2022 NFL Draft Profile: Utah State DL Nick Heninger
The Aggies defensive end finished his college career with a flourish, but what do NFL teams see when they put on his tape?
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A late bloomer looks to make good.
Nick Heninger sure made the most of his time at Utah State. The versatile defensive end started his career at Utah and saw some action with the Utes, but he was not given ample playing time.
After Gary Andersen became the Aggies’ coach again in 2019, he brought Heninger along as a grad transfer and the junior playmaker immediately stood out as a solid rotation player. He logged 32 tackles including a team-best five sacks and a team-best 9.5 tackles for loss. He also finished second on the team with two fumble recoveries, making a name for himself as a disruptive edge rusher.
After posting solid stats in 2019 and 2020, he positively flourished in 2021 under Ephraim Banda’s defensive scheme. He earned honorable mention all-Mountain West after starting every game and finishing fourth on the team with 75 tackles. He would lead the team with nine sacks, 21.5 tackles for loss, and five forced fumbles. On top of that, he managed five pass breakups as well.
Measurables (taken from Dane Brugler)
Height – 6′ and 2 1/8″
Weight – 229 pounds
40-yard time – 4.81 seconds
10-yard split time – 1.70 seconds
Arm length – 32″
Hand size – 9 3/8″
Wingspan – 76″
Vertical jump – 36″
Broad jump – 9′ and 11″ (or 119″)
Shuttle time – 4.43 seconds
3-cone drill time – 7.18 seconds
Bench press – 30 reps
I see you 4Deuce👀 @USUFootball @Elder_Heninger @Justin__Ena pic.twitter.com/fHPBI1rIuG
— Coach E (@ematagi) September 22, 2019
USU DE Nick Heninger getting the real party started! pic.twitter.com/a6heW7OeYX
— Hans Olsen (@975Hans) December 20, 2021
Heninger’s ability to get pressure on the opposing quarterback and disrupt any given play near the line of scrimmage cannot be understated. Against San Diego State in the conference championship game, he batted down two passes right in front of Jordon Brookshire and prevented sure touchdown passes. Heninger is also big enough to make any quarterback uncomfortable and has proven he can deliver big hits in clutch moments. He also wreaked havoc on Oregon State’s passing ability, and their Joe Moore Award-nominated offensive line, by logging three sacks in an Aggie win that wasn’t as close as the score suggests. His natural instincts for the ball are outstanding and he flat out makes plays.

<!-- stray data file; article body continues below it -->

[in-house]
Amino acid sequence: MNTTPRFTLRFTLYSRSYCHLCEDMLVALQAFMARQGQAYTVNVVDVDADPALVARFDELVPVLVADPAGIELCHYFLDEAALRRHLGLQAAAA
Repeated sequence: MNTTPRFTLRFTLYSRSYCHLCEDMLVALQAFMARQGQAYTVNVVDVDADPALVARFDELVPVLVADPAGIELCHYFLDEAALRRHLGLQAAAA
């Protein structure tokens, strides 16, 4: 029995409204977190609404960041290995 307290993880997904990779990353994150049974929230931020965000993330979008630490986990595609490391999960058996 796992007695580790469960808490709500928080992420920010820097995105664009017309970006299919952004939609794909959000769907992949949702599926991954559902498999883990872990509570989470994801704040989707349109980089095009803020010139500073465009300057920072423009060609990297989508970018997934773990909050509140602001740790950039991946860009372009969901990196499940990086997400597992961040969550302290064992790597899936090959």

On the downside, Heninger isn’t a terribly fast player. If he doesn’t get off his initial block at the line of scrimmage, his ability to bring pressure is notably less effective than more athletic defensive ends. If he misses his target the first time, it takes a bit too long for him to come back and make good on a missed play.
His athleticism isn’t where it could be, so it inherently limits some of his versatility. He’s a bit smaller than other college edge rushers as well, which is not ideal when stepping up to the professional level, where players with more impressive measurables are going to have an edge.
It’s tough to make a comparison when Heninger has measurables that are smaller than the prototypical NFL edge rusher, but in terms of production, he reminds me of Philadelphia’s Brandon Graham. At his peak, he was extremely productive for the Eagles and he routinely logged tackles for loss and sacks to keep any passer nervous, just like Heninger. Both players were extremely reliable during the course of any given season and made big plays in clutch moments.
Heninger has great instincts for making plays and he has been nothing but productive for Utah State. He took a major step forward his senior year and became a defensive force in the Mountain West. With that being said, his limited athleticism might end up holding him back on draft day against bigger, faster DEs at more prestigious football programs.
He will almost certainly get a free agency contract or camp invite with a prominent NFL squad. If he ends up getting drafted, it will likely be in the sixth or seventh round where an organization can take a low-risk, high reward chance on him. He has the work ethic and the ability to get bigger, so he’ll be in good shape for a late round draft pick if a team wants to build their depth.